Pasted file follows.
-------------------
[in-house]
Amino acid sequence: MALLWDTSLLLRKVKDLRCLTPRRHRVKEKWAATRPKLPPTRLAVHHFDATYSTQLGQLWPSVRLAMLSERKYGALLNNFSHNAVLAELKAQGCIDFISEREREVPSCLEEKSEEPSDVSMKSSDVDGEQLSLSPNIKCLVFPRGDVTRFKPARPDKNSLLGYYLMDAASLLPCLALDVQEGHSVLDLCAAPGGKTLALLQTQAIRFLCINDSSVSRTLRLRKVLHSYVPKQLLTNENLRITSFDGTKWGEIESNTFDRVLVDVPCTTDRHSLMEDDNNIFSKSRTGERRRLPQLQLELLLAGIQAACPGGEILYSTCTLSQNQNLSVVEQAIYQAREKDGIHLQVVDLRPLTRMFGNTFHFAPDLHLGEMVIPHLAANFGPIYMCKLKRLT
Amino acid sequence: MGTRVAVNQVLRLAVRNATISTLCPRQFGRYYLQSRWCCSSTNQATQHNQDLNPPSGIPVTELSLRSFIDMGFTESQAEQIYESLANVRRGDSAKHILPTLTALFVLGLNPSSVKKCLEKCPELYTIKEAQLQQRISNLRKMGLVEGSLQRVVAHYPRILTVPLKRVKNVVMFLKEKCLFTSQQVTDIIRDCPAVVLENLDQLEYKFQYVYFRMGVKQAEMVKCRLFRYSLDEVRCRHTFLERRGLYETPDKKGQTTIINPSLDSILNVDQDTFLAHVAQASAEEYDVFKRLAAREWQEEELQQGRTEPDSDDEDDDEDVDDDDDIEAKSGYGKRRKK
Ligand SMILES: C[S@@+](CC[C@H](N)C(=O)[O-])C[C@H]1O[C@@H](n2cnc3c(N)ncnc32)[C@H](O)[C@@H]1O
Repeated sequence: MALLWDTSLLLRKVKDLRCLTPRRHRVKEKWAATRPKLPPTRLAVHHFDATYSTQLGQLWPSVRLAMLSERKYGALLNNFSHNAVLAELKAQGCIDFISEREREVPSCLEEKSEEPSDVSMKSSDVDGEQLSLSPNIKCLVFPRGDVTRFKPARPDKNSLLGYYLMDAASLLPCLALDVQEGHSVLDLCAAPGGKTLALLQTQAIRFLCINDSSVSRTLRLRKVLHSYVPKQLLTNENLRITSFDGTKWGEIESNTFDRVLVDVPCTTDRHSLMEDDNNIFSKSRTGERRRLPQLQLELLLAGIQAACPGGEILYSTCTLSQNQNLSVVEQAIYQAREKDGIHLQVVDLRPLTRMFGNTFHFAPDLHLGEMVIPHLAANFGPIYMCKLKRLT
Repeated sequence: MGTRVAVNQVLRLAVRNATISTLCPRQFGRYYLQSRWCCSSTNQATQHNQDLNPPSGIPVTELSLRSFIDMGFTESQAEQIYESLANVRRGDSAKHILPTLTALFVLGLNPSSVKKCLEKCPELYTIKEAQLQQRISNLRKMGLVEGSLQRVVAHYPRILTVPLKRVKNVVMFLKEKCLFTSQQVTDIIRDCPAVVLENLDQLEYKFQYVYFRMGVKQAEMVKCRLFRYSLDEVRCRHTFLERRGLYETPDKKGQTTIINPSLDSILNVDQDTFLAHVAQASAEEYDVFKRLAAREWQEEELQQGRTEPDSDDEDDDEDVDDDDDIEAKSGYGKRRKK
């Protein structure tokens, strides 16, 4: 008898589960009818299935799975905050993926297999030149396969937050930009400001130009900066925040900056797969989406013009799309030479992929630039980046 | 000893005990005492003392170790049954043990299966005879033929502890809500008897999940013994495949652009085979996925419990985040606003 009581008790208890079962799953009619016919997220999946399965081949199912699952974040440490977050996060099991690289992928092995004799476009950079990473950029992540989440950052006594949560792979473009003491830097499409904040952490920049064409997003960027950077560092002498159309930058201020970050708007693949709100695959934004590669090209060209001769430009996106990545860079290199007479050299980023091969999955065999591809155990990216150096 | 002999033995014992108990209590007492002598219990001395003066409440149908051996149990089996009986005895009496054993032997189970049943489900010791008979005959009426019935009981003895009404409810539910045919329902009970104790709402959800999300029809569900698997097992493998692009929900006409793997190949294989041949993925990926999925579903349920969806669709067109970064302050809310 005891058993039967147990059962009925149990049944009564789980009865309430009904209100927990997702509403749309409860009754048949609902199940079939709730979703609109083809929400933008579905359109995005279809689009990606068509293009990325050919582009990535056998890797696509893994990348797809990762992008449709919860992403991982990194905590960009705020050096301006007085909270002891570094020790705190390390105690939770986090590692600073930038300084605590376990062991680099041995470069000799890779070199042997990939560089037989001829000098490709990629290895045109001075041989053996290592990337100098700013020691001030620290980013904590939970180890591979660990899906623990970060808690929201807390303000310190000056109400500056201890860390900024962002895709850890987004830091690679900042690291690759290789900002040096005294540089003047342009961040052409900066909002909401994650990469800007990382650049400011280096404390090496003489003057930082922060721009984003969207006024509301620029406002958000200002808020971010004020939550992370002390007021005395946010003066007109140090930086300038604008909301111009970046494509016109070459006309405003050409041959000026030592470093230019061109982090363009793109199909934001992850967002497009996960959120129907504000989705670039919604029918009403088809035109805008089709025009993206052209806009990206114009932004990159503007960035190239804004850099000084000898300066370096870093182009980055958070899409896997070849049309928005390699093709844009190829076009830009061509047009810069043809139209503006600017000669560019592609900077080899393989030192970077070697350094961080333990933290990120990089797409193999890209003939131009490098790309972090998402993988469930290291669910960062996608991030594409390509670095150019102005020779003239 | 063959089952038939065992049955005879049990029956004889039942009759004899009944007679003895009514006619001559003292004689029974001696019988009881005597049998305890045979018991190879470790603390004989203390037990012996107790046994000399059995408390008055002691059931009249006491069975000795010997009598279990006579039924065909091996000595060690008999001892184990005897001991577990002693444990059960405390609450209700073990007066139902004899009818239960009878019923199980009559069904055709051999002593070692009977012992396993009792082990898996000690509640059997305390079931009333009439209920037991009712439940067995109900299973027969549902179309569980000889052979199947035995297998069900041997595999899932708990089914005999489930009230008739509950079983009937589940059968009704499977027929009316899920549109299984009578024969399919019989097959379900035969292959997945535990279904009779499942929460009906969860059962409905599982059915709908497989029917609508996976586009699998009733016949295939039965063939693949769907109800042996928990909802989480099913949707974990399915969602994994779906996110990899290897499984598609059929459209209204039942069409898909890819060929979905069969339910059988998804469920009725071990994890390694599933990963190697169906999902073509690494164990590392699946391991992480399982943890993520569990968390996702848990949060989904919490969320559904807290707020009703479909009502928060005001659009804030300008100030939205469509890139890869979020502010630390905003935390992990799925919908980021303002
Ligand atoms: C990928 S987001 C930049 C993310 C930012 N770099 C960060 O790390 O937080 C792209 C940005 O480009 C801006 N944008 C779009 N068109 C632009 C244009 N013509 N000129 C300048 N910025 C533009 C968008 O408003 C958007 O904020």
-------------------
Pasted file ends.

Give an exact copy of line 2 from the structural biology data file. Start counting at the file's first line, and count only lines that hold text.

Amino acid sequence: MALLWDTSLLLRKVKDLRCLTPRRHRVKEKWAATRPKLPPTRLAVHHFDATYSTQLGQLWPSVRLAMLSERKYGALLNNFSHNAVLAELKAQGCIDFISEREREVPSCLEEKSEEPSDVSMKSSDVDGEQLSLSPNIKCLVFPRGDVTRFKPARPDKNSLLGYYLMDAASLLPCLALDVQEGHSVLDLCAAPGGKTLALLQTQAIRFLCINDSSVSRTLRLRKVLHSYVPKQLLTNENLRITSFDGTKWGEIESNTFDRVLVDVPCTTDRHSLMEDDNNIFSKSRTGERRRLPQLQLELLLAGIQAACPGGEILYSTCTLSQNQNLSVVEQAIYQAREKDGIHLQVVDLRPLTRMFGNTFHFAPDLHLGEMVIPHLAANFGPIYMCKLKRLT